Note: This is part one of a five part series on pornography

Part I: My porn addiction
Part II: Porn, devil or an angel?
Part III: Three ways to kick porn out of your life
Part IV: The fight for sexual sanity in a world awash in porn
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art V: The pointlessness of pornography

November 26, 2012 (LifeSiteNews.com) - It was in the mid 90s that we began to hear a whole lot about this new thing called “the Internet,” which could answer all of mankind’s deepest questions. At around the same time I hit puberty and began to spend my time moping about pondering the age-old riddle of what, exactly, women look like underneath their clothing.

Evidently at some point I put two and two together and punched the appropriate keywords into the prehistoric version of Google, with spectacular results. So far so good, and if it had stopped there, the experiment might have been innocent enough. But there was a catch. Like most who have played the peeping Tom with porn, I found that my curiosity wasn’t satisfied. On the contrary. I had only learned what this woman looked like. But what about all the others? Obviously I needed to see a few more examples.

And thus was an addiction born.

For the next ten years or so, I would fight a sometimes-desperate fight with this devil – for devil it is – with occasional successes, and more failures than I care to remember. And but for the grace of patient and loving parents, the influence of a remarkable woman who is now my wife, and a resurgent relationship with an all-merciful God, I shudder to think down what dark paths it might have led me.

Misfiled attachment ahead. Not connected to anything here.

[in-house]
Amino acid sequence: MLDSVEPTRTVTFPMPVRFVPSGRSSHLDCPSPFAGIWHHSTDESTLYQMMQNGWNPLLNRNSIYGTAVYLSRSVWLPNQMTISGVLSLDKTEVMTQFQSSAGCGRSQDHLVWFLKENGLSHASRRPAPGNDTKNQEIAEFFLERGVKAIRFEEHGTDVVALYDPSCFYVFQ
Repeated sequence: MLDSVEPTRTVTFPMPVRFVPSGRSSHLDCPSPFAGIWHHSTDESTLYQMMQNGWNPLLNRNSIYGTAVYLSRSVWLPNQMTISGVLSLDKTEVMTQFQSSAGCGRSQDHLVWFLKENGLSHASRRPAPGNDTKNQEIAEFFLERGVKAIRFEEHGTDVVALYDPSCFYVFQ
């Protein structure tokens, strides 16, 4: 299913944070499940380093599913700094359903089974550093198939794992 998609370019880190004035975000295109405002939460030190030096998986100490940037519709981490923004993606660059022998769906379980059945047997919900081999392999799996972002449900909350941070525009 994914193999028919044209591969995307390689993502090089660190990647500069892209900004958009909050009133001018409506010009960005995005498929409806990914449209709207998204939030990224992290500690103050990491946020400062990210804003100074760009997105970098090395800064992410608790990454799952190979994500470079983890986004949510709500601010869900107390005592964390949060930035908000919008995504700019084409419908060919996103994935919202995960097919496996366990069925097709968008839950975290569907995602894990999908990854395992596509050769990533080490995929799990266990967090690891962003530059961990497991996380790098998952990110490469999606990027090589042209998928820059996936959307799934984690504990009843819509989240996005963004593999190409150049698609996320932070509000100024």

I confess that it is not easy for me to make this admission. The most enthusiastic evangelists of the sexual revolution are wont to argue that the solution to shame and guilt is to speak more openly and casually about sex, as we might about the weather, or our health. Never mind that no one is convinced, because in our heart of hearts we know that sex is not the weather, is not our health – that it is something infinitely more strange, more powerful, more beautiful, and that no amount of chattering about it will ever completely deaden that sense of shame that comes from abusing it for our own selfish ends.